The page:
Russian president Vladimir Putin may have Asperger's syndrome, according to a Pentagon report.
The report, written in 2008 documents the findings of research conducted by the Office of Net Assessment. The diagnosis of the President's alleged mental illness is based on videos of Mr Putin dating back to 2000.
According to the report, his "neurological development was significantly interrupted in infancy" with suggestions that his mother may have had a stroke while pregnant with him causing an "insult" to his brain.
The researchers believed the early brain injury may have affected the way he thinks and moves the right side of his body.
"His primary form of compensation for his disorder is extreme control and this is reflected in his decision style and how he governs," the report says.
Dr Stephen Porges, a University of North Carolina psychiatry professor, as concluding Mr Putin "carries a form of autism".
Dr Porges said Mr Putin's behaviour and facial expressions reveal someone who is defensive on a larger stage.
"If you need to do things with him, you don't want to be in a big state affair but more of one-on-one situation someplace somewhere quiet," he told USA Today.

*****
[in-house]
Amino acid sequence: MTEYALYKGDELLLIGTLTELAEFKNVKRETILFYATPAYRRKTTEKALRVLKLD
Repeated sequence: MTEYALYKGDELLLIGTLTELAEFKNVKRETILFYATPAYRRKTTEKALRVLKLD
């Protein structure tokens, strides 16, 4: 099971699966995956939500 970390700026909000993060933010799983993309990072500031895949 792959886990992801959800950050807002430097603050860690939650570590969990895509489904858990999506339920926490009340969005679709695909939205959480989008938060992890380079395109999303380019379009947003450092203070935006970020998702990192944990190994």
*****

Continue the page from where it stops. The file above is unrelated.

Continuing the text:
Brenda Connors, an expert in movement-pattern analysis at the US Naval War College in Newport, Rhode Island, concluded that "the Russian President carries a neurological abnormality."
The report adds that Putin suffers with "an autistic disorder which affects all of his decisions".
Asperger's Syndrome is a life-long condition which falls within the autistic spectrum. It affects about 1 in 200 people, who suffer difficulty in social interaction, social communication and imagination, and cognitive flexibility.
These are often displayed, predominantly in males, by a lack of empathy, impaired imagination, difficulty in making friends, intense absorption in a special interest.
A former KGB agent, Mr Putin has embarked on a propaganda campaign in which he portrays himself as a strong, decisive leader with a fondness for extreme sports and physical activity. In 2007 he was famously photographed swimming in a cold Siberian river and riding and fishing bare chested.
While he is popular in Russia, the President is regarded as a despot and a dictator in the West.
The results of the studies have been published as French President Francois Hollande and German Chancellor Angela Merkel prepare to join US Secretary of State John Kerry in Kiev ahead of talks with Putin about the escalating situation in Ukraine.
Fighting between Ukrainian and Russian forces has continued for 10 months, killing more than 5,000 people in a territory dispute centred on Donetsk.
The study has been criticised by autism organisation National Autistic Society (NAS), saying this kind of speculative diagnosis is 'fraught with risks and unhelpful'.
'Autism is a complex condition and a diagnosis should only ever be made following a thorough, holistic face-to-face process involving both the individual and the diagnostician,' Jane Harris, Director of External Affairs and Social Change at NAS said.
Putin was named the Russian public's person of the year, and was third in TIME magazine's power list.